Presentation on theme: "Cabling Structured Cabling Standards. Structured Cabling Structured Cabling is the foundation for any communications installation. An appropriate cabling."— Presentation transcript:
Cabling Structured Cabling Standards
Structured Cabling Structured Cabling is the foundation for any communications installation. An appropriate cabling installation ensures the proper operation of equipment, manageability, organization, and expandability of a communications network.
Network Cabling In the early 1980's a variety of cable types and designs were utilized. Coaxial and twin-axial cables were the most popular. Proprietary (non-standardized) designs were predominant. Today cabling and devices have been standardized in a way which makes them interoperable and compatible in almost any implementation.
Standards Bodies These organizations are composed of representatives from various distributors, manufacturers, and customers in the communications industry ANSI - American National Standards Institute TIA - Telecommunication Industry Association EIA - Electronics Industry Association
EIA/TIA-568 - first version of the standard published July of 1991. TSB-36 August of 1991 a Technical Systems Bulletin specifications for higher grades (Cat 4, Cat 5) of UTP. TSB-40August of 1992 TSB-40 published addressing higher grades of UTP connecting hardware. TSB-40AUTP patch cords in more detail, and to clarify testing requirements for UTP modular jacks. TIA/EIA-568A/(CSA T529) Commercial Telecommunications Cabling Standard EIA/TIA-569/(CSA T530)Commercial Building Standard for Telecommunications Pathways and Spaces EIA/TIA-570/(CSA T525) Residential and Light Commercial Telecommunications Wiring Standard TIA/EIA-606/(CSA T528) Administration Standard for the Telecommunications Infrastructure of Commercial Buildings TIA/EIA-607/(CSA T527) Commercial Building Grounding/Bonding Requirements TSB-67 Transmission Performance Specifications for Field Testing of Unshielded Twisted-Pair Cabling Systems TSB-72 Centralized Optical Fiber Cabling Guidelines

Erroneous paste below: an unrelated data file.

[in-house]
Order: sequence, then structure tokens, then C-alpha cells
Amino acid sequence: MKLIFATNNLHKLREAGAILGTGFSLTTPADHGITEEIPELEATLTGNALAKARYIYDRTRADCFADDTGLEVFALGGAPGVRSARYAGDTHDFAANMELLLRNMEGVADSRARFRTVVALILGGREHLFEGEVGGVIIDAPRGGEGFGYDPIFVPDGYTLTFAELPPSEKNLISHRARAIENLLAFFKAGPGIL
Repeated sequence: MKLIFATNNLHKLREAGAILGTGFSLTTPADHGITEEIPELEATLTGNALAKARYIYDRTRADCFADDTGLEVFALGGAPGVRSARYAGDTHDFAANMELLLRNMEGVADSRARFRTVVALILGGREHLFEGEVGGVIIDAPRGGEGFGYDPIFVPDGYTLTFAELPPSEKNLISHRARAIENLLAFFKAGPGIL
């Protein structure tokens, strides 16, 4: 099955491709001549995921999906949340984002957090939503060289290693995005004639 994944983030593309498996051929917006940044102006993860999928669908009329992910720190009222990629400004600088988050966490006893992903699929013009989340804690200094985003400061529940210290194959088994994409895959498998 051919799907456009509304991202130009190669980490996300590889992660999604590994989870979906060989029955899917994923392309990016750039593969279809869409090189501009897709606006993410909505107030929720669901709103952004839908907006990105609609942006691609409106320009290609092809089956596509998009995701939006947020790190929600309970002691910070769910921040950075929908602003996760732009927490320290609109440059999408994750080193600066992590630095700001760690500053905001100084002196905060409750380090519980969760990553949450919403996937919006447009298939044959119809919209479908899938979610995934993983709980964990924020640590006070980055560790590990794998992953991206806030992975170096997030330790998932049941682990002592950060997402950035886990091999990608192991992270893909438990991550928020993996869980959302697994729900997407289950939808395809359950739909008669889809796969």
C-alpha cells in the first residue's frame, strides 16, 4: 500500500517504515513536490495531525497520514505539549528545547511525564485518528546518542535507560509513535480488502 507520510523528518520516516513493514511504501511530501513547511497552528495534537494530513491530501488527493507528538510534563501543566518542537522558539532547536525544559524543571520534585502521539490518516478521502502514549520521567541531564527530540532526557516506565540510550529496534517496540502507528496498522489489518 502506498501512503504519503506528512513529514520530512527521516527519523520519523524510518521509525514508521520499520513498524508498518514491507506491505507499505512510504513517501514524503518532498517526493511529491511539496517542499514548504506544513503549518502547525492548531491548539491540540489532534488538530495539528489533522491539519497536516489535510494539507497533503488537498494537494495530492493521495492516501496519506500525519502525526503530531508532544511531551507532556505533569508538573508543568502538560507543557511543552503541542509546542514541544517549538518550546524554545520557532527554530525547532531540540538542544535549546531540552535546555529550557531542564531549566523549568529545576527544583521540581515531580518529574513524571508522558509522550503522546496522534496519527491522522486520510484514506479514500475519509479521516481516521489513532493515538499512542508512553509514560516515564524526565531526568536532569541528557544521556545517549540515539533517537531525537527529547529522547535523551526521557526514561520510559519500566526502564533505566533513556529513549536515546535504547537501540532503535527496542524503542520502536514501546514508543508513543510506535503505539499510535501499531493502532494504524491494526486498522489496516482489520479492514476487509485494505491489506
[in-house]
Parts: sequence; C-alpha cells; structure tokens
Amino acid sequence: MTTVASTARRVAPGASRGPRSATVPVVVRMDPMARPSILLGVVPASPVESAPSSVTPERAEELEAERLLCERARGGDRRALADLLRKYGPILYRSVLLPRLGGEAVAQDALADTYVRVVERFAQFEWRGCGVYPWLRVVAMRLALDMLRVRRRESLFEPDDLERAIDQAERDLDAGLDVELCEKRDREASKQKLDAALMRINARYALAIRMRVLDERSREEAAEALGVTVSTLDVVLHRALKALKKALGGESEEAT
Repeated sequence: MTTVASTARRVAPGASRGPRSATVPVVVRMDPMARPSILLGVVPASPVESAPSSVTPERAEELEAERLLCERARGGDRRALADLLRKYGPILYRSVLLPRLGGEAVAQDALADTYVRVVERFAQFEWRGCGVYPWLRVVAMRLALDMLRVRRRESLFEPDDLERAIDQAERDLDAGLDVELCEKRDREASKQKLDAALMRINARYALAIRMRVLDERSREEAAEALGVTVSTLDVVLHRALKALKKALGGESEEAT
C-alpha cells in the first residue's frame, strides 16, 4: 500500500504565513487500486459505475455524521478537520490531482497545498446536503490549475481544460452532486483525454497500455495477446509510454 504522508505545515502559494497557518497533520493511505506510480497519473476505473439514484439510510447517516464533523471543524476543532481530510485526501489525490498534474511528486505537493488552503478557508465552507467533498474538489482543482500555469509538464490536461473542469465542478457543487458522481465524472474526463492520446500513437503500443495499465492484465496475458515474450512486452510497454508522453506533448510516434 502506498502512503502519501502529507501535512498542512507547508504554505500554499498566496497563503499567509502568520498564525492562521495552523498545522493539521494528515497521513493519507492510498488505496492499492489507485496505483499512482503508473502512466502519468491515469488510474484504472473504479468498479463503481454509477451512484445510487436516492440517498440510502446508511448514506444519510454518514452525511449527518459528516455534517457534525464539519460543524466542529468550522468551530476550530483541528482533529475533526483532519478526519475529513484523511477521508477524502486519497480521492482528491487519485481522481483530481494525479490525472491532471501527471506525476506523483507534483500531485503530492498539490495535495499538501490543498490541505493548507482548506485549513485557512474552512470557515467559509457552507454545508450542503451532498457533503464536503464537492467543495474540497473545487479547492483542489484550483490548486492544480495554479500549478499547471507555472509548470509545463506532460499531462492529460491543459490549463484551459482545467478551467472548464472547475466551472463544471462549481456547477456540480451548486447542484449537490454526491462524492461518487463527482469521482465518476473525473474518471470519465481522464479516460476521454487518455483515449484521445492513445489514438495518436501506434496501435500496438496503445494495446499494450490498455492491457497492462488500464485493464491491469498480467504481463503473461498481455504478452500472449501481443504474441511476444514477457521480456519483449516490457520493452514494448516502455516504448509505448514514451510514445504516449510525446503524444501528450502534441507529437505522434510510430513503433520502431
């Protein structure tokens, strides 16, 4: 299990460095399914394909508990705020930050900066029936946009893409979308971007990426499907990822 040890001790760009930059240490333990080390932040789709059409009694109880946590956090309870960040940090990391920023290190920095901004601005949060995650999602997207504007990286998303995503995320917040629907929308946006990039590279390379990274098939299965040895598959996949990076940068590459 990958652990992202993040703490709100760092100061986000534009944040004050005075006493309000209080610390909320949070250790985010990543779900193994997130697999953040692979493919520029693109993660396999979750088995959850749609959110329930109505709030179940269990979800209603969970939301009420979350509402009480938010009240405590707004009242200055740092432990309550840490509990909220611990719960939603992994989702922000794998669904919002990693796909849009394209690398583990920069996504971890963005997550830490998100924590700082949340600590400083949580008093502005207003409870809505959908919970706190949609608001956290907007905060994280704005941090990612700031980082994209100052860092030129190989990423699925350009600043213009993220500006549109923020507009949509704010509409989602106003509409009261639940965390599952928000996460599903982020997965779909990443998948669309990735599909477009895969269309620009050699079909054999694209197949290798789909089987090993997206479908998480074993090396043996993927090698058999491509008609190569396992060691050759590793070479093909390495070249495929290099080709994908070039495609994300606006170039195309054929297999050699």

Commercial Building Telecommunications Cabling Standard (ANSI/TIA/EIA-568-A-95) Committee:TR-41.8.1 Published:October 25, 1995 Category:Telecommunications Description:This standard specifies a generic telecommunications cabling system for commercial buildings that will support a multiproduct, multivendor environment. It also provides information that may be used for the design of telecommunications products for commercial enterprises. The purpose of this standard is to enable the planning and installation of a structured cabling system for commercial buildings
TIA/EIA-569-A Title:Commercial Building Standards for Telecommunications Pathways and Spaces (ANSI/TIA/EIA-569-A-98) Committee:TR-41.8.3 Published:October 24, 1990 Category:Telecommunications Description:This Standard encompasses telecommunications considerations both within and between buildings. The aspects covered are the pathways into which telecommunications media are placed and the rooms and areas associated with the building used to terminate media and install telecommunications equipment.
Purpose of the TIA/EIA- 568A Standard Establish a generic telecommunications cabling standard that will support a multivendor environment Enable the planning and installation of a structured cabling system for commercial buildings Establish performance and technical criteria for various cabling systems configurations
TSB-67 Transmission Performance Specification for Field Testing of Unshielded Twisted Pair Cabling Systems TSB-67 defines the allowable worst case attenuation and NEXT for an installed link.
Scope of the TIA/EIA-568A Standard Minimum requirements for telecommunications cabling within an office environment Recommended topology and distances Media parameters which determine performance Connector and pin assignments to ensure inter-connectability The useful life of telecommunications cabling systems as being in excess of ten years